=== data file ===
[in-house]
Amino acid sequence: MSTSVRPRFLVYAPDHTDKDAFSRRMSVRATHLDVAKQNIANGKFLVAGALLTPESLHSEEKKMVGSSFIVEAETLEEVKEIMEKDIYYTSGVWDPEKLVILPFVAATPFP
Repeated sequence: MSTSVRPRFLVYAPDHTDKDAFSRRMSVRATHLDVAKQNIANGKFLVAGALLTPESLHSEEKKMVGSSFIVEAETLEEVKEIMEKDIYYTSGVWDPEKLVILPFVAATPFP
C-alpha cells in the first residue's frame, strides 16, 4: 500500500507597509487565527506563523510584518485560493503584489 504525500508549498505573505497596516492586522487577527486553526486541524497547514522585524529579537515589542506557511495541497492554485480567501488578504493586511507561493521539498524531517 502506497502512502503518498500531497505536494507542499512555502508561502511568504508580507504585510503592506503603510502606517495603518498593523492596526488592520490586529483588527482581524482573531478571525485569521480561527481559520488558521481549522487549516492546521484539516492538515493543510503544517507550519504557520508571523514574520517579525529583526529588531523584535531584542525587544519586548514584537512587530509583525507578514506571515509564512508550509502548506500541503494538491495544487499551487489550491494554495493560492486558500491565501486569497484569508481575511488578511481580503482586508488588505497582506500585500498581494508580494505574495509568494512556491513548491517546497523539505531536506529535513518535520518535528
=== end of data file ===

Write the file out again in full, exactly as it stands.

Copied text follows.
[in-house]
Amino acid sequence: MSTSVRPRFLVYAPDHTDKDAFSRRMSVRATHLDVAKQNIANGKFLVAGALLTPESLHSEEKKMVGSSFIVEAETLEEVKEIMEKDIYYTSGVWDPEKLVILPFVAATPFP
Repeated sequence: MSTSVRPRFLVYAPDHTDKDAFSRRMSVRATHLDVAKQNIANGKFLVAGALLTPESLHSEEKKMVGSSFIVEAETLEEVKEIMEKDIYYTSGVWDPEKLVILPFVAATPFP
C-alpha cells in the first residue's frame, strides 16, 4: 500500500507597509487565527506563523510584518485560493503584489 504525500508549498505573505497596516492586522487577527486553526486541524497547514522585524529579537515589542506557511495541497492554485480567501488578504493586511507561493521539498524531517 502506497502512502503518498500531497505536494507542499512555502508561502511568504508580507504585510503592506503603510502606517495603518498593523492596526488592520490586529483588527482581524482573531478571525485569521480561527481559520488558521481549522487549516492546521484539516492538515493543510503544517507550519504557520508571523514574520517579525529583526529588531523584535531584542525587544519586548514584537512587530509583525507578514506571515509564512508550509502548506500541503494538491495544487499551487489550491494554495493560492486558500491565501486569497484569508481575511488578511481580503482586508488588505497582506500585500498581494508580494505574495509568494512556491513548491517546497523539505531536506529535513518535520518535528